"Radiation and reason" by Wade Allison
So tonight I'm preparing for a talk I'm going to give at Kongsberg Library tomorrow, which is the day that marks the 30 years anniversary for the tragic accident in the nuclear power plant in Chernobyl, and I feel like I need to address some of the myths and misconceptions about the accident and its consequences. The statement in the title of this blogpost is one of these myths, and it's of course NOT true.
CHERNOBYL DID NOT EQUAL 100 HIROSHIMA BOMBS!
The thing is that this statement comes from someone (only) looking at the release of one isotope of caesium, and then comparing how much of this isotope was released in the Hiroshima atomic bomb explosion, and how much was released in Chernobyl. It is true that the release of one particular isotope was 100 times bigger from Chernobyl than from the Hiroshima bomb, but that tells us more or less zero...
The reason why there was a bigger release of caesium from Chernobyl was that even tough the source of energy is fission in both a nuclear power plant and an atomic bomb, the fission process isn't exactly the same: the atomic nucleus is divided in different ways in those two, and you don't get the same fission products (caesium isotopes are some of them) from a nuclear power plant versus a bomb. (Remember, there was no nuclear explosion in the Chernobyl reactor - the radioactive release came from the normal operation.)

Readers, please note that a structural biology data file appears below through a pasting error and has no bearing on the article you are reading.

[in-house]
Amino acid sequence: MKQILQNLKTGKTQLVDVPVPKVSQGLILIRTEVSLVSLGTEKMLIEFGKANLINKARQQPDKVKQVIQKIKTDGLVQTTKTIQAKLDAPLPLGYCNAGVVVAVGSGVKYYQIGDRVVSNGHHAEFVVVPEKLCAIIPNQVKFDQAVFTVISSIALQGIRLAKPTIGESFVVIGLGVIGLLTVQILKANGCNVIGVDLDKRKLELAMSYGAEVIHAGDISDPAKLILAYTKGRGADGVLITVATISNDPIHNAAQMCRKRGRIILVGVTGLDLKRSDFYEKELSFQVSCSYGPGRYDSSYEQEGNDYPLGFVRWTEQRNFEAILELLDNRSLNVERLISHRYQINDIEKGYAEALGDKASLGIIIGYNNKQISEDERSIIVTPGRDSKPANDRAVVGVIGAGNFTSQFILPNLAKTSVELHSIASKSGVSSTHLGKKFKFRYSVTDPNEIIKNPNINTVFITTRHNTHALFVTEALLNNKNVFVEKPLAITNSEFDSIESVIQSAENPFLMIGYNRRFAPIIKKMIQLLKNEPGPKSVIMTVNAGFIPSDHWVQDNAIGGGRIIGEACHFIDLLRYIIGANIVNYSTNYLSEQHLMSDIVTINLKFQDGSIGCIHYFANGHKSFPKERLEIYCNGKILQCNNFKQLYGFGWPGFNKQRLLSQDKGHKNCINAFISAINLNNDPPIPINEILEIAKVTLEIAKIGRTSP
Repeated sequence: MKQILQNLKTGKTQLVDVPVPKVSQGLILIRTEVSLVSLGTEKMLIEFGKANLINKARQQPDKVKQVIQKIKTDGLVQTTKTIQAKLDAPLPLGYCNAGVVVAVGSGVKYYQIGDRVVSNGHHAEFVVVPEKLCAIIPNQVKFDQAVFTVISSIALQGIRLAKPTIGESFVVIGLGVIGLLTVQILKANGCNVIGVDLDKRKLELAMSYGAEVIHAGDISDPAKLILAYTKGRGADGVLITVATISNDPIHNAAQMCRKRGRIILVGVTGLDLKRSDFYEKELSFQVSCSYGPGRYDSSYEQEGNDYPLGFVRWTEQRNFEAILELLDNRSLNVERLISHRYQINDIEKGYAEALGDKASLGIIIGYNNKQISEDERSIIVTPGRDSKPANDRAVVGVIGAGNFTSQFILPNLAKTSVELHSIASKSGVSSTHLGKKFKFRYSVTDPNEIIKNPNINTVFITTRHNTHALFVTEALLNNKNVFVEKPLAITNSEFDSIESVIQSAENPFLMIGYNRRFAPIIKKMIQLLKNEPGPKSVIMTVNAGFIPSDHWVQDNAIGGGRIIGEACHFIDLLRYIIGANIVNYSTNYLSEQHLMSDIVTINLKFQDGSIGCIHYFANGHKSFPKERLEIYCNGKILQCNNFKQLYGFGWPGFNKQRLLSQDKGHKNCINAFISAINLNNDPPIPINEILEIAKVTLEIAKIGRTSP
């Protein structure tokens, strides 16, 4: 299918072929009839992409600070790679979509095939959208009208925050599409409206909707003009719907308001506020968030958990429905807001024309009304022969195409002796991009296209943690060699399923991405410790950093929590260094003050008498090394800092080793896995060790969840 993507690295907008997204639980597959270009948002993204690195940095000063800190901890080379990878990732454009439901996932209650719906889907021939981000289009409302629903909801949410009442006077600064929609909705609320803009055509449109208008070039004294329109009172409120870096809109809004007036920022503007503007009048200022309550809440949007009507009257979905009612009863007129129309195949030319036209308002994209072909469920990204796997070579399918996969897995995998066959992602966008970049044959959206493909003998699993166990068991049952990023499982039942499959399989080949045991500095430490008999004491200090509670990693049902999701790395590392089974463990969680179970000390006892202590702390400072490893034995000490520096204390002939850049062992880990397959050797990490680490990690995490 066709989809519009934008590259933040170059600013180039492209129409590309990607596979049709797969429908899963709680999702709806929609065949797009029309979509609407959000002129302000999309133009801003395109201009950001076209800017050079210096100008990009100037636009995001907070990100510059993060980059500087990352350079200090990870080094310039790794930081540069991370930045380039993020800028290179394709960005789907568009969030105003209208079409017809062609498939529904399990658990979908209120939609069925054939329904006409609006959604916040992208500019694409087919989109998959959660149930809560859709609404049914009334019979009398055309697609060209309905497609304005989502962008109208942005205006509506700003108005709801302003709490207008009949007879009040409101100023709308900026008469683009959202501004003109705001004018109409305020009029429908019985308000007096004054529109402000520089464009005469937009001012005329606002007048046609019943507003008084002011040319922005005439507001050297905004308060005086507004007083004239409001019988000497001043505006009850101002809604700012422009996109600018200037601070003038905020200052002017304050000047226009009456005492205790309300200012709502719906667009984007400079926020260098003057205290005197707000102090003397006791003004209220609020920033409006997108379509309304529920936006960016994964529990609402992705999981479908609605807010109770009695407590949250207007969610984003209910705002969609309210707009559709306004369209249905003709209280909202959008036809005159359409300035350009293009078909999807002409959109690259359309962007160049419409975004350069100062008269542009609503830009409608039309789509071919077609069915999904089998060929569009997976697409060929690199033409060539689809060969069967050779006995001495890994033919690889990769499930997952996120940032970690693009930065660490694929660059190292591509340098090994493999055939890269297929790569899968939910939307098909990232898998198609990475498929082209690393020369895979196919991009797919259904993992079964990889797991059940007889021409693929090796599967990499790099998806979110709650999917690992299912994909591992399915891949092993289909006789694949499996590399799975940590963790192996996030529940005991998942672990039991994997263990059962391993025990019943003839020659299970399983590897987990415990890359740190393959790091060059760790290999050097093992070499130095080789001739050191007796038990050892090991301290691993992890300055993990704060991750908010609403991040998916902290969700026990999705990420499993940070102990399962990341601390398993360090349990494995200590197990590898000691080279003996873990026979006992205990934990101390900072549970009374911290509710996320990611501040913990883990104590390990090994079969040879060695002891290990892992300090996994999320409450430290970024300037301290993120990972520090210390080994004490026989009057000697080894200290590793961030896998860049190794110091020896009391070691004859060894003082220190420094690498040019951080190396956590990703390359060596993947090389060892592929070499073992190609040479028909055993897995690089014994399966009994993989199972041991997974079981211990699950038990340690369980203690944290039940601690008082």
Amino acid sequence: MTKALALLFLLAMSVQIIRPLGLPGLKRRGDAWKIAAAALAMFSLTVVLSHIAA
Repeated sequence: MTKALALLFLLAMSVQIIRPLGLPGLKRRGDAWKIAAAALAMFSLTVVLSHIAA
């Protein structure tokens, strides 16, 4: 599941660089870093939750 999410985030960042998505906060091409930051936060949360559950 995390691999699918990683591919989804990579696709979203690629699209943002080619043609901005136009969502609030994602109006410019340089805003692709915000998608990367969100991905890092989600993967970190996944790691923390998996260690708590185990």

You do get caesium in both fission processes, but the amount of the different isotopes is different, and there's no problem finding certain isotopes that were released in much higher quanta in the Chernobyl accident than the Hiroshima bombing (like caesium).
What does this tell us?Nothing, really.
The only thing it might tell us something about is that caesium is produced in different quanta in an explosion versus a power plant.
It makes us scared.
It makes us instantly think that Chernobyl was 100 times worse that the Hiroshima bomb. The accident was bad, but it doesn't even come close to dropping an atomic bomb on a city...!
What really kills in a nuclear explosion/atomic bomb is the extreme release of force, and not the radioactivity - believe it or not. The release of one specific caesium isotope from Hiroshima actually isn't particularly interesting. And the fact that there was a release of one certain type of caesium that was 100 times greater in the Chernobyl accident than the Hiroshima bombing does not tell us that Chernobyl was like 100 Hirsohima bombs!
Quote from this interesting article with five facts about nuclear power plants:
There's no getting around it: Chernobyl was awful. The design of the reactor was terrible, its purpose for being was terrible, its operation was terrible, the test they were performing when it blew up was terrible. The reactor was designed to primarily produce plutonium for nuclear weapons. The reactor was housed in a warehouse rather than a full containment building. It was designed so overheating sped up the reaction until the whole thing burst like an overinflated balloon. But we don't have to fear nuclear energy just because the Soviets did it the dumb way. That would be like banning cars because some drunk guy crashed one while trying to steer with his penis.
PS: I'm going to be a guest on Tidenes Morgen on P13 tomorrow morning around 8 AM, it will not be about the Chernobyl accident, but maybe it'll be fun to listen to :)